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Back in the days when the number of television channels available to you could be counted on one hand, the BBC’s Sports Personality of the Year show was an unabashed annual treat.

Cocooned within a small, dimly lit studio and occupying a prime pre-Christmas spot on the TV schedule, it was essential viewing; understated, classy and unashamedly all about sport.

Now? Not so much. It has sacrificed nearly all of what made it so compelling and surrendered willingly to the erroneous equation that bigger = better.

There’s no subtlety or nuance. Instead, it’s all glitz and glam, a feast of schmaltz and saccharin shoved down your throat with significant lashings of self-indulgence and disingenuous backslapping.

You’re great. No, you’re great.

Last night’s lavishly over-produced instalment was beamed live into homes across the land from the Echo Arena in Liverpool where viewers could have been forgiven for thinking they were watching a haphazard dress rehearsal rather than the main event

To call it a comedy of errors would be injudicious. Comedy is, by its very nature, funny. This was not.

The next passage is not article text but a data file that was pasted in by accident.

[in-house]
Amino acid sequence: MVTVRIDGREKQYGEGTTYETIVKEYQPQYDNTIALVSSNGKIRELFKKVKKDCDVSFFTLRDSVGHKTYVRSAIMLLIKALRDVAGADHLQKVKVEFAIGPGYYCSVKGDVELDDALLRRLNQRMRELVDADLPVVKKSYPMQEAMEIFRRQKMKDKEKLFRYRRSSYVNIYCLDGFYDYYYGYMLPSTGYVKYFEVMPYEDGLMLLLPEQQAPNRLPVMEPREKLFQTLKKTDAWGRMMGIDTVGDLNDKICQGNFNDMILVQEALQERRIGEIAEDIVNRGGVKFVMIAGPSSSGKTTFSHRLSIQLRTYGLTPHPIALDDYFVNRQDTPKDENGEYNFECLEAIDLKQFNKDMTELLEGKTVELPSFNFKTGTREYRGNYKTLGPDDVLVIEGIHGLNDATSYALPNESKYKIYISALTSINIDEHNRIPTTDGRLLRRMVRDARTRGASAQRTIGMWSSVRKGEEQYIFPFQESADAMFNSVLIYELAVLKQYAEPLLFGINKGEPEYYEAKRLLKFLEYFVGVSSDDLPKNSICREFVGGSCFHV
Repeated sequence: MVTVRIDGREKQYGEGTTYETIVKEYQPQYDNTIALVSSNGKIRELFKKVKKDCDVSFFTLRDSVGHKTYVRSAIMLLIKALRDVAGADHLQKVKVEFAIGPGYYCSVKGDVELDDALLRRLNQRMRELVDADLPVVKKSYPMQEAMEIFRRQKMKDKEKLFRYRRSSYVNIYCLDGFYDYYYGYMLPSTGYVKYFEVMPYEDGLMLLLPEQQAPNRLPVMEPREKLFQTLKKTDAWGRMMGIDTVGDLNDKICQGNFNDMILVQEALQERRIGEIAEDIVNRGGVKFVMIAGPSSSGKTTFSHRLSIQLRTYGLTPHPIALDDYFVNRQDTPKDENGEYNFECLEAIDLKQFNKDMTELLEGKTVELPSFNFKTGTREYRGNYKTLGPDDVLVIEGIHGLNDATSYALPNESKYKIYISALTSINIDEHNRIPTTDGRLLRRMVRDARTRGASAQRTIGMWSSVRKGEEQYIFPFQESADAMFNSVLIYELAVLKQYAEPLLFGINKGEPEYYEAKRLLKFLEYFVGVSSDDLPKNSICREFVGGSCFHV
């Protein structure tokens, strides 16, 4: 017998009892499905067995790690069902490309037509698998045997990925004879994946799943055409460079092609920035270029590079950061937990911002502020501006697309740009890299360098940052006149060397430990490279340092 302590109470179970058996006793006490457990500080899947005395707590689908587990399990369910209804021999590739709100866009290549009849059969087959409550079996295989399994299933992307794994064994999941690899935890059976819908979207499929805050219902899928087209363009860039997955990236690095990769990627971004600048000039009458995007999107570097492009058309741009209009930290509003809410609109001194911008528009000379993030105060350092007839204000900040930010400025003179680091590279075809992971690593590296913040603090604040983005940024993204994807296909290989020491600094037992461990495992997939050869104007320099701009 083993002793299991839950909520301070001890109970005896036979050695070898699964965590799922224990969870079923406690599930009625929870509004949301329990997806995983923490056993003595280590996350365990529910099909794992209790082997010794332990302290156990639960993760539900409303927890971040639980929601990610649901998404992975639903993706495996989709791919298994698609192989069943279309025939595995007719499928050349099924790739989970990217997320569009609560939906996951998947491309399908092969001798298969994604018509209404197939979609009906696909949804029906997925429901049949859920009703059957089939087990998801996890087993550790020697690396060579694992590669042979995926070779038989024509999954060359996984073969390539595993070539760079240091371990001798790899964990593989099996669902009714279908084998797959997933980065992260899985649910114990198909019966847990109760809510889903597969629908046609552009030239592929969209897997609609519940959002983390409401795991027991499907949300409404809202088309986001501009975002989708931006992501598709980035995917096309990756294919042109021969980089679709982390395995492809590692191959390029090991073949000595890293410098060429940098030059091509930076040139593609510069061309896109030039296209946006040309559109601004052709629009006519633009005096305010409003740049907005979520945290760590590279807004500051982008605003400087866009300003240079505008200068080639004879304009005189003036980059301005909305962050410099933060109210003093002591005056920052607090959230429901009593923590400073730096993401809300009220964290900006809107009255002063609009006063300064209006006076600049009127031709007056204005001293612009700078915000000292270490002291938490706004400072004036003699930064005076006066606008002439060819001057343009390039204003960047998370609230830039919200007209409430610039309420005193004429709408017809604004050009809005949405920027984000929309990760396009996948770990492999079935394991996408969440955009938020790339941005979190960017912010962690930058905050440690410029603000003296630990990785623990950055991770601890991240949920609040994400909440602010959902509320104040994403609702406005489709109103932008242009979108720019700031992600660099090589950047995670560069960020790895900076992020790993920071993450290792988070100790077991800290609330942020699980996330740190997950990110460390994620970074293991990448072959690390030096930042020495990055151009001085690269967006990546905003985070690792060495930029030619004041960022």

“The greatest interview ever!” exclaimed a breathless Clare Balding after the worst interview ever, a toe-curling exchange with Sir Mo Farah, two of his kids and a faulty microphone.

Entirely less breathless, oddly enough, was sport’s most famous asthmatic, Chris Froome. The reigning Tour de France champion and latest cyclist to fail a drug test squirmed through his appearance, whilst Harry Kane – the top-scorer for an English Premier League team that has won precisely zero this year – was the token footballer on the shortlist.

Then there was Lewis Hamilton, born in Britain, taxed abroad and absolutely obsessed with his own reflection. His interview, via video-link from Los Angeles, was a lesson in monotonous insincerity – the very antithesis of ‘personality’.

Predictably, the rugby union segment – primarily a montage of the British & Irish Lions drawn summer test series with New Zealand – was accompanied by an Eddie Butler-voiced dramatic reading. Because, hey, if it works for absolutely every Six Nations match…

author headshot

Michael McEwan is the Deputy Editor of bunkered and has been part of the team since 2004. In that time, he has interviewed almost every major figure within the sport, from Jack Nicklaus, to Rory McIlroy, to Donald Trump. The host of the multi award-winning bunkered Podcast and a member of Balfron Golfing Society, Michael is the author of three books and is the 2023 PPA Scotland 'Writer of the Year' and 'Columnist of the Year'. Dislikes white belts, yellow balls and iron headcovers. Likes being drawn out of the media ballot to play Augusta National.

Deputy Editor

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